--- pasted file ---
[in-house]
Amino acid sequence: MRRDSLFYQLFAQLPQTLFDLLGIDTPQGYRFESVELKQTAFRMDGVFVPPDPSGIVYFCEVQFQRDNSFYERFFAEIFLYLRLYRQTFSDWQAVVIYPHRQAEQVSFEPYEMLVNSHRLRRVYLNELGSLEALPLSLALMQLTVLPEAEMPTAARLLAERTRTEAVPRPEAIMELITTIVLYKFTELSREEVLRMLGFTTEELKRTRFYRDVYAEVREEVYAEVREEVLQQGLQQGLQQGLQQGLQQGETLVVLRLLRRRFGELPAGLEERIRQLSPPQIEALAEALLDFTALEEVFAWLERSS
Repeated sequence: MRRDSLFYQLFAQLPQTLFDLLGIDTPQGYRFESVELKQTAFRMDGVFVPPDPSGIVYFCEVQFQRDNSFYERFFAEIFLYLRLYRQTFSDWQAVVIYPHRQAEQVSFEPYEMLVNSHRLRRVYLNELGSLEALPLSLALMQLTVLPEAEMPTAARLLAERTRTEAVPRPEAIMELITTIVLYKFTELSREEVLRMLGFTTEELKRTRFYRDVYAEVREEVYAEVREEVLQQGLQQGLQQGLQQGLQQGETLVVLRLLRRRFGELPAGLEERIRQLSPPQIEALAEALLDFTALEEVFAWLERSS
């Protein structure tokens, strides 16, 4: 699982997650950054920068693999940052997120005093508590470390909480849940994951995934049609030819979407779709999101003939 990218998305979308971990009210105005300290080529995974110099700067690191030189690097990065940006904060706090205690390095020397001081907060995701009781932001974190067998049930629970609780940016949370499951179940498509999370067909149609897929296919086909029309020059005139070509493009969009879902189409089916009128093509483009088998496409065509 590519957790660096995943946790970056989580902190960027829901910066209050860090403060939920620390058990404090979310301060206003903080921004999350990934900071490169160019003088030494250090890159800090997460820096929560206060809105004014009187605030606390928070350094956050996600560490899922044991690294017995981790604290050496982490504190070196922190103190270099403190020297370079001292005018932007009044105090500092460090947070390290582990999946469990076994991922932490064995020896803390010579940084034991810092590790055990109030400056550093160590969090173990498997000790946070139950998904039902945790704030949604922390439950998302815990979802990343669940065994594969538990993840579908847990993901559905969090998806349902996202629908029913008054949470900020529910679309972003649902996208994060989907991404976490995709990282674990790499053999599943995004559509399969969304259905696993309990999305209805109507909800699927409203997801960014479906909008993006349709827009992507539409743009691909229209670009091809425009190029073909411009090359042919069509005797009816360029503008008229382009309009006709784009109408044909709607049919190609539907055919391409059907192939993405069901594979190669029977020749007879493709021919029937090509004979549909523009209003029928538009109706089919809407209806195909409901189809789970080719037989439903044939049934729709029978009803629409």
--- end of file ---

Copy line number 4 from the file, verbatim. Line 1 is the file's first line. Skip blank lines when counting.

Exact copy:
């Protein structure tokens, strides 16, 4: 699982997650950054920068693999940052997120005093508590470390909480849940994951995934049609030819979407779709999101003939 990218998305979308971990009210105005300290080529995974110099700067690191030189690097990065940006904060706090205690390095020397001081907060995701009781932001974190067998049930629970609780940016949370499951179940498509999370067909149609897929296919086909029309020059005139070509493009969009879902189409089916009128093509483009088998496409065509 590519957790660096995943946790970056989580902190960027829901910066209050860090403060939920620390058990404090979310301060206003903080921004999350990934900071490169160019003088030494250090890159800090997460820096929560206060809105004014009187605030606390928070350094956050996600560490899922044991690294017995981790604290050496982490504190070196922190103190270099403190020297370079001292005018932007009044105090500092460090947070390290582990999946469990076994991922932490064995020896803390010579940084034991810092590790055990109030400056550093160590969090173990498997000790946070139950998904039902945790704030949604922390439950998302815990979802990343669940065994594969538990993840579908847990993901559905969090998806349902996202629908029913008054949470900020529910679309972003649902996208994060989907991404976490995709990282674990790499053999599943995004559509399969969304259905696993309990999305209805109507909800699927409203997801960014479906909008993006349709827009992507539409743009691909229209670009091809425009190029073909411009090359042919069509005797009816360029503008008229382009309009006709784009109408044909709607049919190609539907055919391409059907192939993405069901594979190669029977020749007879493709021919029937090509004979549909523009209003029928538009109706089919809407209806195909409901189809789970080719037989439903044939049934729709029978009803629409």